I guess my concern comes back to, is this our philosophy or our cop-out? Like the whole "friendship evangelism" thing, for example--where we want to get away from just shoving tracts in strangers' faces and instead building relationships, living out what we believe, displaying God's grace and love in their lives, etc. Do I think that's a better way? YES! But how many of us let that be a little convenient escape hatch: "Whew, I don't have to actually speak up and talk to people about the gospel, I can just live my life and they'll hopefully see that there's something different about me and instinctively know that I am a Christian and end up becoming one themselves, magically." Hello, I'll step up as guilty. The good philosophy becomes a cop-out for why I don’t do the negative alternative (in-your-face preachiness) rather than a belief that I actively live by.

No one is doing all he can for the Cause of Christ. But it is very unfair to assume that everyone engaged in whatever life action they've chosen is therefore doing nothing for the cause of Christ and "wasting" his or her life.

I guess what I walk away from Piper's message thinking is, Am I doing much for the cause of Christ? Of course I could always be doing more, as you said. But I think the point is, how many of us (I am talking to myself) really don't do much at all? Maybe not "nothing," but on the whole, our lives--our decisions, how we spend our time, our jobs, our hobbies, our thoughts, our money, our passions, our relationship, everything--are not at all focused on God's glory. They're centered on our own comfort. That's a waste.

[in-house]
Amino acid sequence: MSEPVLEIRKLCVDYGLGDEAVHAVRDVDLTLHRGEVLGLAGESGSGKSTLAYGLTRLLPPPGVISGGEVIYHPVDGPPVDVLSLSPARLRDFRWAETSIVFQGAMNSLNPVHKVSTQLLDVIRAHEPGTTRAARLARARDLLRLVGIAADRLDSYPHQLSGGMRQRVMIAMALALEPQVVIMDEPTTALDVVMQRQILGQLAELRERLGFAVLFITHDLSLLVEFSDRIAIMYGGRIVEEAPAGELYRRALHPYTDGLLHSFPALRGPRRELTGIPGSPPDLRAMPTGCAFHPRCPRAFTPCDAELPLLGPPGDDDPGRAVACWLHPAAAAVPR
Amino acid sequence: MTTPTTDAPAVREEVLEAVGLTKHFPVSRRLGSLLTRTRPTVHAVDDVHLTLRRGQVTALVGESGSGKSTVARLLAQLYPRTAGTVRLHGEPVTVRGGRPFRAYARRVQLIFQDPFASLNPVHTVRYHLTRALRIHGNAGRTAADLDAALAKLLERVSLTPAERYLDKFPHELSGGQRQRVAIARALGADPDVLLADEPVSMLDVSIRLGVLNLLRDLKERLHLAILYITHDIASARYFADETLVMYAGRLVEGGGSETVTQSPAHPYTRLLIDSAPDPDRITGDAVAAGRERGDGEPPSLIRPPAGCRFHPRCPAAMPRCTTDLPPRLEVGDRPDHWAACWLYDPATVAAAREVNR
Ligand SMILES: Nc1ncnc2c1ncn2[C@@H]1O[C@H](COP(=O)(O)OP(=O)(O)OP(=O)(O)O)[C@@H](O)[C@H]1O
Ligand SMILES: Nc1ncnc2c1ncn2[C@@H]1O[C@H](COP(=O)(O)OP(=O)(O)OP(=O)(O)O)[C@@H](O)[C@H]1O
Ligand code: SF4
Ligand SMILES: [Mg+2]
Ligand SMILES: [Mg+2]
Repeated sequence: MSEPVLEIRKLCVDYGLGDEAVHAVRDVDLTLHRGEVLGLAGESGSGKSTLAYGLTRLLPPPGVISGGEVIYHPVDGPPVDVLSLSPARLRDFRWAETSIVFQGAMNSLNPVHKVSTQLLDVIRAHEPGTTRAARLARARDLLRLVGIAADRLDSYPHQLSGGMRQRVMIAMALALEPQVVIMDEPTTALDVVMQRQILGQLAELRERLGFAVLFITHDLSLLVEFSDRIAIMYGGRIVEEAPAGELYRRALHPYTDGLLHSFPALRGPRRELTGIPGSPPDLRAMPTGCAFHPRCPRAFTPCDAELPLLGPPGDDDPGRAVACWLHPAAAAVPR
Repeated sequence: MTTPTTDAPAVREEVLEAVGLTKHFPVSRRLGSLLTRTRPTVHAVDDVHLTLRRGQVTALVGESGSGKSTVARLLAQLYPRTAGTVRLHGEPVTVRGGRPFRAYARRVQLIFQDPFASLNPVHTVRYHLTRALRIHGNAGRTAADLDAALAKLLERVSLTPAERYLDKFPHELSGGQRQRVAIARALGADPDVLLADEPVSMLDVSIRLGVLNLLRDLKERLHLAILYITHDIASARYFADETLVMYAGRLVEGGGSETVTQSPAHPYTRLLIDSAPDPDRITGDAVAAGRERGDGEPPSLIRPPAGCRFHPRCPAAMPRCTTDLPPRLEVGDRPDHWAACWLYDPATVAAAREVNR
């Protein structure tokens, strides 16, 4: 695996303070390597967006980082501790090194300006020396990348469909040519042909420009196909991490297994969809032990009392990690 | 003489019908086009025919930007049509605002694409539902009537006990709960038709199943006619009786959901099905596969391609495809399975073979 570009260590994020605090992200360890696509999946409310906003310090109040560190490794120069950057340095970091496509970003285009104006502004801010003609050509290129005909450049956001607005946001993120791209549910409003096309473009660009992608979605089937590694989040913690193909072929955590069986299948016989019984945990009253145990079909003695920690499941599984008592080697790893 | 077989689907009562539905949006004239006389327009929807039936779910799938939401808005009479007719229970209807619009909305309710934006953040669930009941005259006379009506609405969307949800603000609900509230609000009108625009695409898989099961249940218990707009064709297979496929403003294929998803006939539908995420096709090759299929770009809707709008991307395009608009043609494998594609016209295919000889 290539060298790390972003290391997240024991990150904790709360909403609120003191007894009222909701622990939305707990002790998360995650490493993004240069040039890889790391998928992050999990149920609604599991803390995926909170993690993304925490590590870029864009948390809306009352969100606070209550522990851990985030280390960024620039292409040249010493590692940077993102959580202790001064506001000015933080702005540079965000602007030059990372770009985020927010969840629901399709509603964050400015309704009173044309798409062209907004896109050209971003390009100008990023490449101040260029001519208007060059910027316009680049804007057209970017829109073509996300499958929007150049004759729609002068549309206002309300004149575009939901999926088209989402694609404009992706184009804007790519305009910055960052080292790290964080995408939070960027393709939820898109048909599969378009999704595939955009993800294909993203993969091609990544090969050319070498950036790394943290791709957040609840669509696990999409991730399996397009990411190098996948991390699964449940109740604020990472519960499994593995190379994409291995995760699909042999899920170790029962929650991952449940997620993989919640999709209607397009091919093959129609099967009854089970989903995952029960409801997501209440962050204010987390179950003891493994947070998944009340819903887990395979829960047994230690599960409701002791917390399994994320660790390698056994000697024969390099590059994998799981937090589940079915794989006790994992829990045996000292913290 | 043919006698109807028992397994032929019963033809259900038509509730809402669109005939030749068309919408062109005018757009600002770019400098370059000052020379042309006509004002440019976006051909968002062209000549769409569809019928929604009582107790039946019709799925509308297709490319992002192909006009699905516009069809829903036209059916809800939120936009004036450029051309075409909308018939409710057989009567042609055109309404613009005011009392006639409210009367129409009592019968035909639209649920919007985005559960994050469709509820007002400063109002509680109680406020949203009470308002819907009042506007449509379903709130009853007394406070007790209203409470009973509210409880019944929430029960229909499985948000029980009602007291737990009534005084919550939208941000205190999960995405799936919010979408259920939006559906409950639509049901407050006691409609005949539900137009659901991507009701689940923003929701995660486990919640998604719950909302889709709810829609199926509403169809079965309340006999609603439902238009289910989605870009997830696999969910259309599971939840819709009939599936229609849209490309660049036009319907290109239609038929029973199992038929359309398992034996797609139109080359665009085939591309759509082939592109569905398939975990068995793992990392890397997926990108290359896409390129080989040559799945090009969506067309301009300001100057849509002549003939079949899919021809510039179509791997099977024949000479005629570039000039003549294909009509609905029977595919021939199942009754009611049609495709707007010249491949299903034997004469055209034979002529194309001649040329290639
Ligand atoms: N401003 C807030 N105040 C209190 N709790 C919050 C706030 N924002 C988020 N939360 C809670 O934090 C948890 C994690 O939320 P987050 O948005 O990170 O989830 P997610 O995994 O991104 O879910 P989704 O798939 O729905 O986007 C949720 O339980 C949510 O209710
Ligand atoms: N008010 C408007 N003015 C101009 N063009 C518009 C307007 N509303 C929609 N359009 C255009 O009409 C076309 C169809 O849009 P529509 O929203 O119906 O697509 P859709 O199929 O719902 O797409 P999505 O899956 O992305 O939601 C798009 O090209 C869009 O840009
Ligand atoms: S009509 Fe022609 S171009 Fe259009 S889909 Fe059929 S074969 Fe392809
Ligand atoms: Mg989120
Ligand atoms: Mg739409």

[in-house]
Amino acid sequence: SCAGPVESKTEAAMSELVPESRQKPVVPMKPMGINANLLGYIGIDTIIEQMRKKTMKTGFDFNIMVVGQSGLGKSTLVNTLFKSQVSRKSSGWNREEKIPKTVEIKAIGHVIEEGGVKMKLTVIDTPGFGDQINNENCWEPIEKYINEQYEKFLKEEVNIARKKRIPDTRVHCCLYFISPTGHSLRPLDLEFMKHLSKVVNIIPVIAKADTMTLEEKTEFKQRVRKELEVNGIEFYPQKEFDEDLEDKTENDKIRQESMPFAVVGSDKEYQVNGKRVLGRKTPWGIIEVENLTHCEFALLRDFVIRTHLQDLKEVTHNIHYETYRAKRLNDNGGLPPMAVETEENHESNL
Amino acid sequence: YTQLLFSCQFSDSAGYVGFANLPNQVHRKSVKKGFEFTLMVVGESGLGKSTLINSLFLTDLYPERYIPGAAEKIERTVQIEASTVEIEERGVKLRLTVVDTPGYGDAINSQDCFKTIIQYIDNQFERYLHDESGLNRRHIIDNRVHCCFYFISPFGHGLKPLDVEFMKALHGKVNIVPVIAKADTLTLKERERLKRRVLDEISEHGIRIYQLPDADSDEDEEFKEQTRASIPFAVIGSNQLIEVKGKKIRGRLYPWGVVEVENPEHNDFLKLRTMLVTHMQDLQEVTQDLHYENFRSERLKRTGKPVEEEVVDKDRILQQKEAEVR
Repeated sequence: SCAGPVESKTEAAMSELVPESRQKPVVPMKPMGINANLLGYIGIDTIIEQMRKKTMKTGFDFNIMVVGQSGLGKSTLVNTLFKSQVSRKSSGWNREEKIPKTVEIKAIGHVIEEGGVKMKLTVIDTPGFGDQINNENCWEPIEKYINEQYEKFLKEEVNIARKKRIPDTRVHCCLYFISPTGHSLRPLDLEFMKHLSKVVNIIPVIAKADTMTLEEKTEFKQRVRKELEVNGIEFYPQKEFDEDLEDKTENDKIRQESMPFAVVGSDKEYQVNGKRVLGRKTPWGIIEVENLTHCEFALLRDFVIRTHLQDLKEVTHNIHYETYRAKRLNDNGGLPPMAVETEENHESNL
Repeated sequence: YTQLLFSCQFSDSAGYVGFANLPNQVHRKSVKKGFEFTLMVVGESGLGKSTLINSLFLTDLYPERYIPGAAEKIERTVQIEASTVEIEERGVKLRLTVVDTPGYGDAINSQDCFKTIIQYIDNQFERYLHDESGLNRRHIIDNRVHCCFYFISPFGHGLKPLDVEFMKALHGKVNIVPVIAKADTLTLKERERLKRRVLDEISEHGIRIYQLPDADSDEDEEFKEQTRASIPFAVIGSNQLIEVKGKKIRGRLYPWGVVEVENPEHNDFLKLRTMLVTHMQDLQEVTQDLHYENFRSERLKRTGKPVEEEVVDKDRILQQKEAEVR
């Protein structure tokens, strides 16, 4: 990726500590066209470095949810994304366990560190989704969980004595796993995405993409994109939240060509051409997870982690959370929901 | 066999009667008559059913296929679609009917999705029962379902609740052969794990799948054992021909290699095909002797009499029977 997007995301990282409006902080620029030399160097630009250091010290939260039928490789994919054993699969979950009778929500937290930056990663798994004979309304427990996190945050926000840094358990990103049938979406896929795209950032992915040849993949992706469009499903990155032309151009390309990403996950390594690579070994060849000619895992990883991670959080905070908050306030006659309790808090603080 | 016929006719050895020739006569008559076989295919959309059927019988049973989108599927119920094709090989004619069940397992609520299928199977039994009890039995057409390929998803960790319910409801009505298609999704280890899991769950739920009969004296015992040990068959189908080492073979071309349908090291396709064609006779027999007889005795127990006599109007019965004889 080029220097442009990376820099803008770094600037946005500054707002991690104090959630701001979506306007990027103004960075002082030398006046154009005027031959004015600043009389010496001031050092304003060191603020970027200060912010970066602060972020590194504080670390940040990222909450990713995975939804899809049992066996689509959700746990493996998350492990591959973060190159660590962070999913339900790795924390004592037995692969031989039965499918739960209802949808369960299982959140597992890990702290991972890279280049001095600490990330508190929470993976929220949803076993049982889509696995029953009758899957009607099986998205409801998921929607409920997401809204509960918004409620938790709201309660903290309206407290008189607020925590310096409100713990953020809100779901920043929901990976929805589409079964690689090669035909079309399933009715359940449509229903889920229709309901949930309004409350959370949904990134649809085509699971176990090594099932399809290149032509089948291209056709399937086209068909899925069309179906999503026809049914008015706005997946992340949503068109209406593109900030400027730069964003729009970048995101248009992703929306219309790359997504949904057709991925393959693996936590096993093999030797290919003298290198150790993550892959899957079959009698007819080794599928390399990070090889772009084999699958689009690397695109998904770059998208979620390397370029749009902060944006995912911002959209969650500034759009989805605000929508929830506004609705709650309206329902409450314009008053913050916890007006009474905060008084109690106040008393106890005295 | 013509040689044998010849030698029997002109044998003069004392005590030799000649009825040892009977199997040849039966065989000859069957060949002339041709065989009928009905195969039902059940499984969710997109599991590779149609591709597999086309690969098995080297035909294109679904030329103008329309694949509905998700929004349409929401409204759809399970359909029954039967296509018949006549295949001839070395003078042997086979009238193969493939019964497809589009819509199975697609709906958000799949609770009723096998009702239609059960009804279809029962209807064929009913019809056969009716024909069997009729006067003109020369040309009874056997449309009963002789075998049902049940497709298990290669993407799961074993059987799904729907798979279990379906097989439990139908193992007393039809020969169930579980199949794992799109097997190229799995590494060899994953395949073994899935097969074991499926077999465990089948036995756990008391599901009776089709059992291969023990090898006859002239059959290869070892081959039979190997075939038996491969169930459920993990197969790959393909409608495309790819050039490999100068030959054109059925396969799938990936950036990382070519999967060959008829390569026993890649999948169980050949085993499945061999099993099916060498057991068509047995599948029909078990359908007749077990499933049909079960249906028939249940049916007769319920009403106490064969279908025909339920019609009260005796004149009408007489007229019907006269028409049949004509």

Yes, we can't judge others, we don't know the whole story. But can't we look at their lives and learn? I'm not advocating hunting down the FL couple and verbally berating them--but rather, looking at this slice of life as a representative example of the American mindset, and saying, "I don't want that!"

Shouldn't it be clear, as Michelle said, what we're really living for? I think in the end, if we come away from things like this saying "it's not fair to criticize those people" instead of "wow, I don't want to waste my life"...we've missed the point.

love this discussion...please keep talking...anyone else?

Amy said...

Michelle--you have nothing to apologize for! I think your clarification was welcome and comments #9 and 11 were both well-said. As for the Mother Teresa tangent, Kat points out some interesting things, but they don't nullify the broader point you were trying to make.

Amy said...

Kat--just remembered something else about Piper's book that's relevant to your comment:

a lot of people who think as Piper seems to--that the only valid way to live as a Christian is to pack it in, move to Africa and bring the natives to Jesus. Anything less than that is a waste.

The book actually contains an entire chapter about the importance of living for Christ in secular jobs. Piper is careful to note that by "secular" he doesn't mean "inferior," only "not structurally connected to the church." He begins the chapter by saying:

"It would be a mistake to infer from the call to wartime living in the previous chapter that Christians should quit their jobs and go to 'war'--say, to become missionaries or pastors or full-time relief workers. That would be a fundamental misunderstanding of where the war is being fought."

He goes on to commend the teaching of Martin Luther about vocation and makes clear that Christians are to be scattered througout secular vocations, not isolating themselves in Christian enclaves. So he spends the chapter urging Christians to examine how they can make their lives count right where they are--not urging them to leave their jobs and become foreign missionaries.

For what it's worth...just thought you might appreciate that clarification. I'd forgotten all about it until this morning.